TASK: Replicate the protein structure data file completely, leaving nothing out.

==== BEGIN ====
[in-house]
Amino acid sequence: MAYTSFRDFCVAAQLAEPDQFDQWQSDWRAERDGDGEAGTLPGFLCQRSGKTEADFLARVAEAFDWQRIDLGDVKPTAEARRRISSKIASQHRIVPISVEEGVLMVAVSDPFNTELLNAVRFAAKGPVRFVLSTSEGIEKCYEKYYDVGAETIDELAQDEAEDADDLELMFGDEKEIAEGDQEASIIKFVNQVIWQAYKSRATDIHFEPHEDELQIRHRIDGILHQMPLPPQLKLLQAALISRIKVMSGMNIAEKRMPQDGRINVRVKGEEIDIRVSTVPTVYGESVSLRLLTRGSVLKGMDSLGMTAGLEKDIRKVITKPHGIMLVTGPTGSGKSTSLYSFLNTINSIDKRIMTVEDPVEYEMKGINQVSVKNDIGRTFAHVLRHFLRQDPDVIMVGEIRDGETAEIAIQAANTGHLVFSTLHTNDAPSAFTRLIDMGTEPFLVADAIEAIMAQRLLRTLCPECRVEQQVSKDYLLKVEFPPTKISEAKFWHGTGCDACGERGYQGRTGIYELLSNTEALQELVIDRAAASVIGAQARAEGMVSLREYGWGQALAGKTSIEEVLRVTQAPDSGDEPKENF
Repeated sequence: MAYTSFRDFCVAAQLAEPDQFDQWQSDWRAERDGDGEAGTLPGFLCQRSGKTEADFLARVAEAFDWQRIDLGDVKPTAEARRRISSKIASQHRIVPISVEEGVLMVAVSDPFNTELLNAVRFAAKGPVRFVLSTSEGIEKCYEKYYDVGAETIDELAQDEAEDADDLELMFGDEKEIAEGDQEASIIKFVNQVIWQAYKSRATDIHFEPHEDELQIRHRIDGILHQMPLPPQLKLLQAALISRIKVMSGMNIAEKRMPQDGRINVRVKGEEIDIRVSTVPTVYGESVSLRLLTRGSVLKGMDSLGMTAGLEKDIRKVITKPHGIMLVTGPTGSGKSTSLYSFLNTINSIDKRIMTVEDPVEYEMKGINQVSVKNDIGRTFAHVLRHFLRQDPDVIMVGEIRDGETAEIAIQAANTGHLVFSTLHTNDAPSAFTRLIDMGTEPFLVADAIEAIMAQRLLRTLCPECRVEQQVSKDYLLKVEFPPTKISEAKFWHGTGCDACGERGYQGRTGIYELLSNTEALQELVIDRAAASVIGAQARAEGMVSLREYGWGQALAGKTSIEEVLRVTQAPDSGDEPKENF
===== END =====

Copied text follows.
[in-house]
Amino acid sequence: MAYTSFRDFCVAAQLAEPDQFDQWQSDWRAERDGDGEAGTLPGFLCQRSGKTEADFLARVAEAFDWQRIDLGDVKPTAEARRRISSKIASQHRIVPISVEEGVLMVAVSDPFNTELLNAVRFAAKGPVRFVLSTSEGIEKCYEKYYDVGAETIDELAQDEAEDADDLELMFGDEKEIAEGDQEASIIKFVNQVIWQAYKSRATDIHFEPHEDELQIRHRIDGILHQMPLPPQLKLLQAALISRIKVMSGMNIAEKRMPQDGRINVRVKGEEIDIRVSTVPTVYGESVSLRLLTRGSVLKGMDSLGMTAGLEKDIRKVITKPHGIMLVTGPTGSGKSTSLYSFLNTINSIDKRIMTVEDPVEYEMKGINQVSVKNDIGRTFAHVLRHFLRQDPDVIMVGEIRDGETAEIAIQAANTGHLVFSTLHTNDAPSAFTRLIDMGTEPFLVADAIEAIMAQRLLRTLCPECRVEQQVSKDYLLKVEFPPTKISEAKFWHGTGCDACGERGYQGRTGIYELLSNTEALQELVIDRAAASVIGAQARAEGMVSLREYGWGQALAGKTSIEEVLRVTQAPDSGDEPKENF
Repeated sequence: MAYTSFRDFCVAAQLAEPDQFDQWQSDWRAERDGDGEAGTLPGFLCQRSGKTEADFLARVAEAFDWQRIDLGDVKPTAEARRRISSKIASQHRIVPISVEEGVLMVAVSDPFNTELLNAVRFAAKGPVRFVLSTSEGIEKCYEKYYDVGAETIDELAQDEAEDADDLELMFGDEKEIAEGDQEASIIKFVNQVIWQAYKSRATDIHFEPHEDELQIRHRIDGILHQMPLPPQLKLLQAALISRIKVMSGMNIAEKRMPQDGRINVRVKGEEIDIRVSTVPTVYGESVSLRLLTRGSVLKGMDSLGMTAGLEKDIRKVITKPHGIMLVTGPTGSGKSTSLYSFLNTINSIDKRIMTVEDPVEYEMKGINQVSVKNDIGRTFAHVLRHFLRQDPDVIMVGEIRDGETAEIAIQAANTGHLVFSTLHTNDAPSAFTRLIDMGTEPFLVADAIEAIMAQRLLRTLCPECRVEQQVSKDYLLKVEFPPTKISEAKFWHGTGCDACGERGYQGRTGIYELLSNTEALQELVIDRAAASVIGAQARAEGMVSLREYGWGQALAGKTSIEEVLRVTQAPDSGDEPKENF